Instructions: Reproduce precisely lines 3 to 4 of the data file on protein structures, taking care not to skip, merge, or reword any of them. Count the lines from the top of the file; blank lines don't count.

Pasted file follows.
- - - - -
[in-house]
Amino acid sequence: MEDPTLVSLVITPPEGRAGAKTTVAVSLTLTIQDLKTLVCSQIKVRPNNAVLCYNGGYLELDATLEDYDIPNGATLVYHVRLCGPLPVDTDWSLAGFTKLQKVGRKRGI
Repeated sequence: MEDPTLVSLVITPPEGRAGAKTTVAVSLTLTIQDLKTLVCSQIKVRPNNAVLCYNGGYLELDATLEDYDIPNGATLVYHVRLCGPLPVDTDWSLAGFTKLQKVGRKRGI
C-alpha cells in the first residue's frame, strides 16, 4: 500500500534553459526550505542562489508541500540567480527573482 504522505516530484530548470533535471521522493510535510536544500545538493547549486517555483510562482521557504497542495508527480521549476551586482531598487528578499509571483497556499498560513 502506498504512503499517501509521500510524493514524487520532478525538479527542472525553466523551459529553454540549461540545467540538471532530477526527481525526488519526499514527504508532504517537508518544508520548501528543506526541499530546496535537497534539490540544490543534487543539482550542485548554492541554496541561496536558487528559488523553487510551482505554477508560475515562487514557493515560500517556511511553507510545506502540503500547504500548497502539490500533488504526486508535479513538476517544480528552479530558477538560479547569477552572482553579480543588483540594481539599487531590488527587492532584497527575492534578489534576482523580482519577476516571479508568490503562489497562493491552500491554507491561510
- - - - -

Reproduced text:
Repeated sequence: MEDPTLVSLVITPPEGRAGAKTTVAVSLTLTIQDLKTLVCSQIKVRPNNAVLCYNGGYLELDATLEDYDIPNGATLVYHVRLCGPLPVDTDWSLAGFTKLQKVGRKRGI
C-alpha cells in the first residue's frame, strides 16, 4: 500500500534553459526550505542562489508541500540567480527573482 504522505516530484530548470533535471521522493510535510536544500545538493547549486517555483510562482521557504497542495508527480521549476551586482531598487528578499509571483497556499498560513 502506498504512503499517501509521500510524493514524487520532478525538479527542472525553466523551459529553454540549461540545467540538471532530477526527481525526488519526499514527504508532504517537508518544508520548501528543506526541499530546496535537497534539490540544490543534487543539482550542485548554492541554496541561496536558487528559488523553487510551482505554477508560475515562487514557493515560500517556511511553507510545506502540503500547504500548497502539490500533488504526486508535479513538476517544480528552479530558477538560479547569477552572482553579480543588483540594481539599487531590488527587492532584497527575492534578489534576482523580482519577476516571479508568490503562489497562493491552500491554507491561510